In addition to income, the judge must consider the individual assets that belong to each spouse. They may include property that was awarded during the divorce settlement, or individual property that was brought into the marriage. Specifically, income-generating assets (such as rental property), could influence the final verdict of an alimony payment.

Age and Physical and Emotional Condition of Both Spouses

At this point, the judge will stop to consider the individual condition of each spouse. Age may play a major role in alimony payments, particularly if one spouse is nearing retirement but needs to return to school to learn a new trade.

Physical and emotional disabilities also play a role in this decision, because they can prevent a spouse from maintaining a full-time income that would sustain him or her. When considering the possibility of alimony, age and overall health are important factors.

Contribution to the Household

A stay-at-home spouse may be eligible for alimony payments, based on the overall contribution he or she made to the household and his or her sacrifices. He or she has helped further his or her spouse’s career, which will make the working spouse a significantly higher earner by watching the kids while he or she attended extra classes.

By making the choice to stay home so that the other spouse could work freely, the stay-at-home individual may have delayed his or her own education, training, or employment opportunities. These sacrifices will be taken into account when making a decision about alimony.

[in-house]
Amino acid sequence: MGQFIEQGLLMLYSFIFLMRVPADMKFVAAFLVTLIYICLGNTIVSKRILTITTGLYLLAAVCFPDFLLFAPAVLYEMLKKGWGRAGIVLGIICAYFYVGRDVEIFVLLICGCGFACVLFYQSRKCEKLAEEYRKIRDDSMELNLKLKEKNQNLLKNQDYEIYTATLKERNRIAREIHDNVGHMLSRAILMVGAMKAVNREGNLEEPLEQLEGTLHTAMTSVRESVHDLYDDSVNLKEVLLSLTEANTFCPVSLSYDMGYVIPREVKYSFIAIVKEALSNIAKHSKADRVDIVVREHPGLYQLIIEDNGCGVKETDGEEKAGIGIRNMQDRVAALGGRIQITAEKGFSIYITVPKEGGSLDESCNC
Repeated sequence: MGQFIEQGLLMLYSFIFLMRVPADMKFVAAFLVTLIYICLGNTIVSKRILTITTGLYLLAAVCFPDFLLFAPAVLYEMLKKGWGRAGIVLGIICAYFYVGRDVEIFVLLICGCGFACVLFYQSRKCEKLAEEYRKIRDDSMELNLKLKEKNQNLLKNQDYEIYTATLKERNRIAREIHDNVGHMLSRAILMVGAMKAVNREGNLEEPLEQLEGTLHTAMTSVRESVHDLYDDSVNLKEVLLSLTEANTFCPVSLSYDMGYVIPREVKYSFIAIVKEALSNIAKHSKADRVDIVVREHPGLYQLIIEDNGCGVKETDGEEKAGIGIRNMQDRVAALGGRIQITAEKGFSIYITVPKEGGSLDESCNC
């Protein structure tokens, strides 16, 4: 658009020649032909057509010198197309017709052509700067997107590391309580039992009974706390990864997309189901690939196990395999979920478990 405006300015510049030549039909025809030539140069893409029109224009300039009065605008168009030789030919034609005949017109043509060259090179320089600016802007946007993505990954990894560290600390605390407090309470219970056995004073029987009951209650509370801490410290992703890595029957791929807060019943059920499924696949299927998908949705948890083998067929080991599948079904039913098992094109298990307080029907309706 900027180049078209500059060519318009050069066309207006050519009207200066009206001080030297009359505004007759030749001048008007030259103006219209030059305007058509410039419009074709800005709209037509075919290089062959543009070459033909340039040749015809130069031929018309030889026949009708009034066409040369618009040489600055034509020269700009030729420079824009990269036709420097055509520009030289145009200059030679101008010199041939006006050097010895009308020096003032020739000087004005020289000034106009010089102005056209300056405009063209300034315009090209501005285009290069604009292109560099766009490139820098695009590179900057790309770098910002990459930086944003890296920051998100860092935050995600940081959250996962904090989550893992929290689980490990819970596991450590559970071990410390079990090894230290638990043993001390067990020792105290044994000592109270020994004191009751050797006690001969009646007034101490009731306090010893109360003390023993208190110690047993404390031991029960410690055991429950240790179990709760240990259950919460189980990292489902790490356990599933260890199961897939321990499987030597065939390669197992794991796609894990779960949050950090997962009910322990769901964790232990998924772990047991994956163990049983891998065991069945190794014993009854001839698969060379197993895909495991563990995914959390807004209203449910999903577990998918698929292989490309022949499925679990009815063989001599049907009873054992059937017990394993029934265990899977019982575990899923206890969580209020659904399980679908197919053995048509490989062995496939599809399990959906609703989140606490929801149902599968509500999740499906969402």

Marital Standard of Living

Whenever possible, the court aims to allow both individuals to achieve a standard of living that was similar to the one maintained during the marriage. This tactic might include the type of home you live in, your grocery budget, and how frequently you dine in fancy restaurants. Alimony can sometimes be used to help supplement the disadvantaged spouse and bring both spouses closer to the standard of living they had during the marriage.

Length of the Marriage

While there are no set criteria about how long a marriage should last, the length will be considered by the court when alimony comes into play. Longer marriages are more likely to receive alimony payments. In particular, they are more likely to receive longer payments in comparison to those received by couples who were in shorter marriages.

Tax Benefits of Each Spouse